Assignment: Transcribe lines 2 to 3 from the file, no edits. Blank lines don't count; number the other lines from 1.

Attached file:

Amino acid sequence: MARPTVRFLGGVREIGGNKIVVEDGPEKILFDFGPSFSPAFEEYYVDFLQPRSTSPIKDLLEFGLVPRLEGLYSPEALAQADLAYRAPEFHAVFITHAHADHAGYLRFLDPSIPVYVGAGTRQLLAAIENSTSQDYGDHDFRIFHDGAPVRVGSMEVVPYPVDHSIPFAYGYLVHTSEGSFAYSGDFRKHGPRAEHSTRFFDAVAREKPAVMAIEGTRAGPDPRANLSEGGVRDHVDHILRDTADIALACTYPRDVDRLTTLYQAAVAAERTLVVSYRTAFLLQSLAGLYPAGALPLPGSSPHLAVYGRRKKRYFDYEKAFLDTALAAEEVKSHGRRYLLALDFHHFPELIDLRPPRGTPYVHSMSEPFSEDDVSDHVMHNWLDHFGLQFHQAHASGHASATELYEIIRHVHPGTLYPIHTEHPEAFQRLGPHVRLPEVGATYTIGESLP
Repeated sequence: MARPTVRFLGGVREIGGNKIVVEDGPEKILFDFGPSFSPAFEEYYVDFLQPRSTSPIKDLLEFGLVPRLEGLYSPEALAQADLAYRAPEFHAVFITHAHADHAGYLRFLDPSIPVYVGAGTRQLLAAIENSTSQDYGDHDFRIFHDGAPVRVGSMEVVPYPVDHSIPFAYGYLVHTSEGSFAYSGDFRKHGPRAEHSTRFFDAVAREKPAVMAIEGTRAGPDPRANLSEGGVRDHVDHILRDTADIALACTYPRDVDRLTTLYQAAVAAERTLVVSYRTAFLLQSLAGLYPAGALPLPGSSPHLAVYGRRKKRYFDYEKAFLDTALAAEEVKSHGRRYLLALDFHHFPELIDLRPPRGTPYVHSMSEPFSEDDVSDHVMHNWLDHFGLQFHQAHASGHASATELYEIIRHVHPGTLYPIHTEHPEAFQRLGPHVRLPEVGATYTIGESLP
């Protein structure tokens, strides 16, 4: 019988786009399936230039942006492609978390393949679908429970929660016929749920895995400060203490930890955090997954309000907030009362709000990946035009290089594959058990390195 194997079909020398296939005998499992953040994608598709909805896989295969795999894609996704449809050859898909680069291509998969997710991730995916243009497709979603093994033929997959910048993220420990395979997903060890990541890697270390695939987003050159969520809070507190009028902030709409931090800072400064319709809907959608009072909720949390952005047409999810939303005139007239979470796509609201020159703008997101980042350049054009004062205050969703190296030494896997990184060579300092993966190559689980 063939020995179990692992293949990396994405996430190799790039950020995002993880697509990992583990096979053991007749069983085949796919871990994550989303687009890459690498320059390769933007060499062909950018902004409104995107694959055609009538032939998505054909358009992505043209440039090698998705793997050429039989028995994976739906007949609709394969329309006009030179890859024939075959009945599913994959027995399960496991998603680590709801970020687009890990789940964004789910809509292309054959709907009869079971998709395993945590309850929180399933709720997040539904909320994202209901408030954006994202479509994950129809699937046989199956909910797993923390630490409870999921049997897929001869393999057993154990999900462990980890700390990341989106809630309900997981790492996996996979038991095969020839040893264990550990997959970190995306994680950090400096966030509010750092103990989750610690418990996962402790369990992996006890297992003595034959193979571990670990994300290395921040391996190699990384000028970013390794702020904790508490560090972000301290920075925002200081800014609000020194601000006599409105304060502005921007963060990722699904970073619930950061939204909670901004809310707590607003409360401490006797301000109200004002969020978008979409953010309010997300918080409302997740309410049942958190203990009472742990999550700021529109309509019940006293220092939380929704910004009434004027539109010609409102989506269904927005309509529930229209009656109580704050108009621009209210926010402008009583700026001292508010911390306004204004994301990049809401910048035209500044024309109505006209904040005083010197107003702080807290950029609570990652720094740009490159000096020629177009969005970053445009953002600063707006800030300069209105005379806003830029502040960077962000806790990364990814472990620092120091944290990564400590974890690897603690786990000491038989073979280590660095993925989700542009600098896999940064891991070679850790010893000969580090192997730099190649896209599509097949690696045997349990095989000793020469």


Repeated sequence: MARPTVRFLGGVREIGGNKIVVEDGPEKILFDFGPSFSPAFEEYYVDFLQPRSTSPIKDLLEFGLVPRLEGLYSPEALAQADLAYRAPEFHAVFITHAHADHAGYLRFLDPSIPVYVGAGTRQLLAAIENSTSQDYGDHDFRIFHDGAPVRVGSMEVVPYPVDHSIPFAYGYLVHTSEGSFAYSGDFRKHGPRAEHSTRFFDAVAREKPAVMAIEGTRAGPDPRANLSEGGVRDHVDHILRDTADIALACTYPRDVDRLTTLYQAAVAAERTLVVSYRTAFLLQSLAGLYPAGALPLPGSSPHLAVYGRRKKRYFDYEKAFLDTALAAEEVKSHGRRYLLALDFHHFPELIDLRPPRGTPYVHSMSEPFSEDDVSDHVMHNWLDHFGLQFHQAHASGHASATELYEIIRHVHPGTLYPIHTEHPEAFQRLGPHVRLPEVGATYTIGESLP
């Protein structure tokens, strides 16, 4: 019988786009399936230039942006492609978390393949679908429970929660016929749920895995400060203490930890955090997954309000907030009362709000990946035009290089594959058990390195 194997079909020398296939005998499992953040994608598709909805896989295969795999894609996704449809050859898909680069291509998969997710991730995916243009497709979603093994033929997959910048993220420990395979997903060890990541890697270390695939987003050159969520809070507190009028902030709409931090800072400064319709809907959608009072909720949390952005047409999810939303005139007239979470796509609201020159703008997101980042350049054009004062205050969703190296030494896997990184060579300092993966190559689980 063939020995179990692992293949990396994405996430190799790039950020995002993880697509990992583990096979053991007749069983085949796919871990994550989303687009890459690498320059390769933007060499062909950018902004409104995107694959055609009538032939998505054909358009992505043209440039090698998705793997050429039989028995994976739906007949609709394969329309006009030179890859024939075959009945599913994959027995399960496991998603680590709801970020687009890990789940964004789910809509292309054959709907009869079971998709395993945590309850929180399933709720997040539904909320994202209901408030954006994202479509994950129809699937046989199956909910797993923390630490409870999921049997897929001869393999057993154990999900462990980890700390990341989106809630309900997981790492996996996979038991095969020839040893264990550990997959970190995306994680950090400096966030509010750092103990989750610690418990996962402790369990992996006890297992003595034959193979571990670990994300290395921040391996190699990384000028970013390794702020904790508490560090972000301290920075925002200081800014609000020194601000006599409105304060502005921007963060990722699904970073619930950061939204909670901004809310707590607003409360401490006797301000109200004002969020978008979409953010309010997300918080409302997740309410049942958190203990009472742990999550700021529109309509019940006293220092939380929704910004009434004027539109010609409102989506269904927005309509529930229209009656109580704050108009621009209210926010402008009583700026001292508010911390306004204004994301990049809401910048035209500044024309109505006209904040005083010197107003702080807290950029609570990652720094740009490159000096020629177009969005970053445009953002600063707006800030300069209105005379806003830029502040960077962000806790990364990814472990620092120091944290990564400590974890690897603690786990000491038989073979280590660095993925989700542009600098896999940064891991070679850790010893000969580090192997730099190649896209599509097949690696045997349990095989000793020469």